Norway fund poised to insist stocks set targets for emission reductions
The world’s biggest owner of publicly traded stocks, Norway’s sovereign-wealth fund, is about to get the political go-ahead to insist that all companies in its portfolio have clear targets for cutting CO2 emissions.
Norway’s Labor Party, which this month won elections that focused on the country’s fossil-fuel dependence, has made clear it wants to embrace more aggressive environmental policies. That includes providing a more stringent framework for Norges Bank Investment Management. The $1.4 trillion fund should now commit to net-zero carbon-dioxide emissions by 2050, Espen Barth Eide, Labor’s climate spokesman, told Bloomberg.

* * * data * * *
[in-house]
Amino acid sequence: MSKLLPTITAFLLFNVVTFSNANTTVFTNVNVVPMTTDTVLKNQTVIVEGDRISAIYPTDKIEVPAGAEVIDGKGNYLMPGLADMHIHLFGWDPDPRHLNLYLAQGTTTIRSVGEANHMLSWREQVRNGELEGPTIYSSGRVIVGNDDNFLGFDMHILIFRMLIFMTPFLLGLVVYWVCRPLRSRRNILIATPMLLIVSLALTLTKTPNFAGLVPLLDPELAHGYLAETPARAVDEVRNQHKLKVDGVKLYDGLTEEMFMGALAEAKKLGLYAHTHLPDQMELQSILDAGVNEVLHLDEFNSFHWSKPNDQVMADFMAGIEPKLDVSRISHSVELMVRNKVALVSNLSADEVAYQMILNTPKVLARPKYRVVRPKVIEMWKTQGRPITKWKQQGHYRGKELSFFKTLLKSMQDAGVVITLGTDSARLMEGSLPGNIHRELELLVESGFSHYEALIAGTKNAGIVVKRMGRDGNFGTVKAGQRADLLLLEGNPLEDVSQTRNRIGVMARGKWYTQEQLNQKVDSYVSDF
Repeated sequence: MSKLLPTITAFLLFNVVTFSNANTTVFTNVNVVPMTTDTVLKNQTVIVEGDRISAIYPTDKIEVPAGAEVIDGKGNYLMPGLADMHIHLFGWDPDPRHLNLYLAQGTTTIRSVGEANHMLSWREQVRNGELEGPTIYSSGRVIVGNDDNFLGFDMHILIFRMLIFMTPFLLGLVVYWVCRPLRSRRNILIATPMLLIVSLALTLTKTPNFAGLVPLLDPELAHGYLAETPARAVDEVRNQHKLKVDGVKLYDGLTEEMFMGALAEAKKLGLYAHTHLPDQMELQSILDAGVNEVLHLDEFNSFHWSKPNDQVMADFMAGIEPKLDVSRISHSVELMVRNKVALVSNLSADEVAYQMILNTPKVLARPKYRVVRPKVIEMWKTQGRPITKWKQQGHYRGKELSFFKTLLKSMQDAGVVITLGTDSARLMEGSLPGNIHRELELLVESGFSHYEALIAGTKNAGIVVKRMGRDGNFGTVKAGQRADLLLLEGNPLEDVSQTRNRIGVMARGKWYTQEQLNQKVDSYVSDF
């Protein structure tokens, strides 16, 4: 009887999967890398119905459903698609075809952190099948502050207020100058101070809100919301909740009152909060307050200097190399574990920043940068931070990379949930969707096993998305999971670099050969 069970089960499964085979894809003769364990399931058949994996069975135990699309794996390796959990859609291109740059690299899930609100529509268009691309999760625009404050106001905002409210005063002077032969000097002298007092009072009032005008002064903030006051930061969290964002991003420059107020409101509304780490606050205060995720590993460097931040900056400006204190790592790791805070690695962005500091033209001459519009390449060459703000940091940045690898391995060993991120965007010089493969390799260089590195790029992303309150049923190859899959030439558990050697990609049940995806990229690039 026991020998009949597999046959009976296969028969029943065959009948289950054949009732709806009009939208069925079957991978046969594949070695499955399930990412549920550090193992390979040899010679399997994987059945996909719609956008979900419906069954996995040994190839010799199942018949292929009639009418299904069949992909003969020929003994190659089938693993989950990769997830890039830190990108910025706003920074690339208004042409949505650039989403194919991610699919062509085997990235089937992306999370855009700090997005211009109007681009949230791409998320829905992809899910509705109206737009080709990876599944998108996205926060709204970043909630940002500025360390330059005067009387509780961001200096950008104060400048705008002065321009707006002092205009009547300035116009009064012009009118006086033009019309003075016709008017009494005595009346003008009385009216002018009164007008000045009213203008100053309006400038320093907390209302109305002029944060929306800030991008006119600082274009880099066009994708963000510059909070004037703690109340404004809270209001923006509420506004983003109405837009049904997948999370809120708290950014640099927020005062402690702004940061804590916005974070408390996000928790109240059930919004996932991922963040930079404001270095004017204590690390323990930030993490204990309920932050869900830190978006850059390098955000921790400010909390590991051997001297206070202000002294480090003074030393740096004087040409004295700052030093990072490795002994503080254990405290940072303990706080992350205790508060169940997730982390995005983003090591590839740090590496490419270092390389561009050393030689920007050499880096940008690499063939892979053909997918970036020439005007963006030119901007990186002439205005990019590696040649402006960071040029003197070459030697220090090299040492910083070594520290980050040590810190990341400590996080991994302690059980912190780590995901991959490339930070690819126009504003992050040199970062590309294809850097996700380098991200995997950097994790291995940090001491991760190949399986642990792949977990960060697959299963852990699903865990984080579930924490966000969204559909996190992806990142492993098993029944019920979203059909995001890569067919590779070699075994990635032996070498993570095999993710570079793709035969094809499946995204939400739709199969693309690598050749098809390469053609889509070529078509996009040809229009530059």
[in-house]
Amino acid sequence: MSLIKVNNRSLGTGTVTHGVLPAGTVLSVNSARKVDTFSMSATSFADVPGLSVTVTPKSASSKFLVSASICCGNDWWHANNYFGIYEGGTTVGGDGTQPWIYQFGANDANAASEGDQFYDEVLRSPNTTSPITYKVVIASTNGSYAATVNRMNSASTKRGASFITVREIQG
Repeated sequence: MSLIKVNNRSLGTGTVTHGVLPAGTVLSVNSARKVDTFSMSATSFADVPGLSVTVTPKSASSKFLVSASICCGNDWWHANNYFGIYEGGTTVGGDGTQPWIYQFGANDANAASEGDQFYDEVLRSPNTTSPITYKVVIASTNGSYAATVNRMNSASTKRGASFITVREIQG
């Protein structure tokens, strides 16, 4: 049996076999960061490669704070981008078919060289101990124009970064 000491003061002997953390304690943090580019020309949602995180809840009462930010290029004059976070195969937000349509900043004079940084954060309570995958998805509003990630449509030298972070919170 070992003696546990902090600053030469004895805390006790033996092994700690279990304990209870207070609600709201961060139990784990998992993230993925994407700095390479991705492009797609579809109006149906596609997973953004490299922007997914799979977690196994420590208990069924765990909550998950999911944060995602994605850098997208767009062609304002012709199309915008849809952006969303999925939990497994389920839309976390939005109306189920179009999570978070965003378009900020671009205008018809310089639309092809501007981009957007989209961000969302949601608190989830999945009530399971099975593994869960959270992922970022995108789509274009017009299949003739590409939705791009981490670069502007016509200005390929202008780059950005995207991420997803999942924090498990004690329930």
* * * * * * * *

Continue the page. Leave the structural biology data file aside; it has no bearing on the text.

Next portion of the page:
It’s a goal that was enshrined in the 2015 Paris Agreement as an essential step toward preventing catastrophic temperature rises. Norway’s reluctance until now to sign up its wealth fund, which owns about 1.5% of the world’s stocks, has drawn condemnation from climate activists. But as scientists warn that temperatures are rising at a much more dangerous pace than previously feared, the mood — even in oil-dependent states like Norway — is changing.
“We want the fund to use active ownership strategies to achieve net-zero across the companies in the portfolio,” Eide said in an interview.
27 September 2021